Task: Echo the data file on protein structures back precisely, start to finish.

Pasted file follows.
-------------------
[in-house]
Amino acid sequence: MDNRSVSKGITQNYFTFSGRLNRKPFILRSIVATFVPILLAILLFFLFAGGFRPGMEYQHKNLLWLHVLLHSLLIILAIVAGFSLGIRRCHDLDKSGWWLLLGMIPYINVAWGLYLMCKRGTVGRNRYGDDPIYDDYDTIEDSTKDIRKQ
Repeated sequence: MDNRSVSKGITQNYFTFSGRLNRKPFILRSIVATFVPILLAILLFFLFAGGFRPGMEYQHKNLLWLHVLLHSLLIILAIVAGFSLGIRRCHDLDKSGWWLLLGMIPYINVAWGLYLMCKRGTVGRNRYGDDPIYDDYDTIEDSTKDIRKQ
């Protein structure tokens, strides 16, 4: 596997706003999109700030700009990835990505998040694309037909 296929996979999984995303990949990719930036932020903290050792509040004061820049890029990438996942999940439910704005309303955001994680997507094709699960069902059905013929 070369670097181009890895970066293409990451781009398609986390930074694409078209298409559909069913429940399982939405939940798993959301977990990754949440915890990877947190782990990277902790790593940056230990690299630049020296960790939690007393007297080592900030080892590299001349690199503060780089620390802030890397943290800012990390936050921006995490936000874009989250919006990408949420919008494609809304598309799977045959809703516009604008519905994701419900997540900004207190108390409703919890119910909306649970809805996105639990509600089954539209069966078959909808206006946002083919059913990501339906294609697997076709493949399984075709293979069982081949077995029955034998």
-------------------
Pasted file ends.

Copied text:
[in-house]
Amino acid sequence: MDNRSVSKGITQNYFTFSGRLNRKPFILRSIVATFVPILLAILLFFLFAGGFRPGMEYQHKNLLWLHVLLHSLLIILAIVAGFSLGIRRCHDLDKSGWWLLLGMIPYINVAWGLYLMCKRGTVGRNRYGDDPIYDDYDTIEDSTKDIRKQ
Repeated sequence: MDNRSVSKGITQNYFTFSGRLNRKPFILRSIVATFVPILLAILLFFLFAGGFRPGMEYQHKNLLWLHVLLHSLLIILAIVAGFSLGIRRCHDLDKSGWWLLLGMIPYINVAWGLYLMCKRGTVGRNRYGDDPIYDDYDTIEDSTKDIRKQ
């Protein structure tokens, strides 16, 4: 596997706003999109700030700009990835990505998040694309037909 296929996979999984995303990949990719930036932020903290050792509040004061820049890029990438996942999940439910704005309303955001994680997507094709699960069902059905013929 070369670097181009890895970066293409990451781009398609986390930074694409078209298409559909069913429940399982939405939940798993959301977990990754949440915890990877947190782990990277902790790593940056230990690299630049020296960790939690007393007297080592900030080892590299001349690199503060780089620390802030890397943290800012990390936050921006995490936000874009989250919006990408949420919008494609809304598309799977045959809703516009604008519905994701419900997540900004207190108390409703919890119910909306649970809805996105639990509600089954539209069966078959909808206006946002083919059913990501339906294609697997076709493949399984075709293979069982081949077995029955034998």